Post-commit tests policies
Post-commit tests validate that Beam works correctly in a live environment. The tests also catch errors that are hard to predict in the design and implementation stages.
Even though post-commit tests run after the code is merged into the repository,
it is important that the tests pass reliably. Jenkins executes post-commit tests
against the HEAD of the
master branch. If post-commit tests fail, there is a
problem with the HEAD build. In addition, post-commit tests are time consuming
to run, and it is often hard to triage test failures.
To ensure that Beam’s post-commit tests are reliable and healthy, the Beam community follows these post-commit test policies:
- Rollback first
- A failing test is a critical bug
- A flaky test is a critical bug
- Flaky tests must either be fixed or removed
- Fixes for post-commit failures should include a corresponding new pre-commit test
Post-commit test failure scenarios
When a post-commit test fails, follow the provided steps for your situation.
I found a test failure
- Create a GitHub issue and assign it to yourself.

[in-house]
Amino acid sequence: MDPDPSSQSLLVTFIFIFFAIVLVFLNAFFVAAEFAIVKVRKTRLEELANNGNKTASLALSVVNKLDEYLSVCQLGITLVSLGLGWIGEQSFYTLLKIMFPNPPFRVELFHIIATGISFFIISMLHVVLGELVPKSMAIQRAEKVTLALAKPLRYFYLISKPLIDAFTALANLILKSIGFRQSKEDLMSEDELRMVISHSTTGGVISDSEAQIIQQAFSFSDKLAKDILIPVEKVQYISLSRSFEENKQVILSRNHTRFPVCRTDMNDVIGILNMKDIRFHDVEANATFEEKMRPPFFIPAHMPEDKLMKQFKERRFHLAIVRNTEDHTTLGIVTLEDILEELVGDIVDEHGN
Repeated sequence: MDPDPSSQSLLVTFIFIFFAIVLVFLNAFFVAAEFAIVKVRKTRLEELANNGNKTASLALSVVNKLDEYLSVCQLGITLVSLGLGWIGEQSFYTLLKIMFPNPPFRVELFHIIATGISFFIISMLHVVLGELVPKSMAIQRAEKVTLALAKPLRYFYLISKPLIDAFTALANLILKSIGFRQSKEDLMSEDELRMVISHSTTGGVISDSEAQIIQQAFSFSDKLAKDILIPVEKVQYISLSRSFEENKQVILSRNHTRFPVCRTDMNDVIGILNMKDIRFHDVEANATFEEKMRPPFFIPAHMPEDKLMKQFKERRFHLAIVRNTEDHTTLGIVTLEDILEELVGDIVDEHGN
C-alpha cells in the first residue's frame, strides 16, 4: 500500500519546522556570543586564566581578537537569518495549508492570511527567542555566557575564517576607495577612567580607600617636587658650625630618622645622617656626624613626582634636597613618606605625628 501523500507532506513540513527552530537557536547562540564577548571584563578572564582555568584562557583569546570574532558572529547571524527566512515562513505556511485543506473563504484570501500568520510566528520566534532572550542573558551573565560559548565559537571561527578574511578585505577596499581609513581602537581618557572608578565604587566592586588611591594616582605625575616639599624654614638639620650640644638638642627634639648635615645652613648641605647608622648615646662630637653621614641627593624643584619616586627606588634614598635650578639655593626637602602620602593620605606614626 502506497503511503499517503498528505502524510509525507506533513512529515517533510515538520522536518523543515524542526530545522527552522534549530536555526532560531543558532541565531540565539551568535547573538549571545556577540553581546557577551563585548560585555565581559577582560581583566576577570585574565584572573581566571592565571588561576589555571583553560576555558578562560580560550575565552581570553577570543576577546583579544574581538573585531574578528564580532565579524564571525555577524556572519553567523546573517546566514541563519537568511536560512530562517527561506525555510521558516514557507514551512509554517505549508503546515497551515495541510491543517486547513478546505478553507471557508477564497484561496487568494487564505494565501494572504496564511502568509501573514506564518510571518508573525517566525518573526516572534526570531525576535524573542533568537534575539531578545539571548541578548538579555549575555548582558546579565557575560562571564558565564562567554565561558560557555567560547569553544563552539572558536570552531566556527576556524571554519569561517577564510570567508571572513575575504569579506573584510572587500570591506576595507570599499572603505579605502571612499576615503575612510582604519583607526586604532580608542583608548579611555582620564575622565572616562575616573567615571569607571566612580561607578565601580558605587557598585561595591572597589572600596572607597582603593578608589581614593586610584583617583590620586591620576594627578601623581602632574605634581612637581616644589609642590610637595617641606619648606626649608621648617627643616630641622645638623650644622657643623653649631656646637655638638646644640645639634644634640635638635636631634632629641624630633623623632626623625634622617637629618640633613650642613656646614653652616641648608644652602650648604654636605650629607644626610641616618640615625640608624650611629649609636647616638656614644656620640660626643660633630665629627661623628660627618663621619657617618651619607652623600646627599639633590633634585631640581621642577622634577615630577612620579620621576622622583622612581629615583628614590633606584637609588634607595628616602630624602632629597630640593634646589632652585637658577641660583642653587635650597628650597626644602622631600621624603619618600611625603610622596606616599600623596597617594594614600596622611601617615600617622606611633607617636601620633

- Components: testing, anything else relevant
- Label: precommit
- Reference this page in the description.
- Do high level triage of the failure.
- Assign the issue to a relevant person.
I was assigned an issue for a test failure
- Rollback the culprit change.
- If you determine that rollback will take longer than 8 hours, disable the test temporarily while you rollback or create a fix.
Note: Rollback is always the first course of action. If a fix is trivial, open a pull request with the proposed fix while doing rollback.
My change was rolled back due to a test failure
After rollback there is time for deeper investigation. Start by looking at the GitHub issue to see the background information for the rollback. These scenarios are all common:
- Your change contained a bug.
- Your change exposed an existing bug.
- Your change exposed a bad test (flaky, overspecified, etc).
These are all valid reasons for rollback. Maintaining clear signal is the highest priority.
The high level steps are the same:
- Create a fix and re-run the post-commit tests.
- Implement new pre-commit tests that will catch similar failures before future code is merged into the repository.
- Open a new PR that contains your fix and the new pre-commit tests.
If the bug is not in your code, here is how to “create a fix”:
- File a ticket for the existing bug, if it does not already exist. Remember that a flaky test is a critical bug. Other bad tests are similar: they may fail for arbitrary reasons having nothing to do with what is being tested, making our signal unreliable.
- Mark the problematic test to be skipped, with a link to the GitHub issue.
- Keeping post-commit tests green mailing list proposal thread.
Last updated on 2022/05/09
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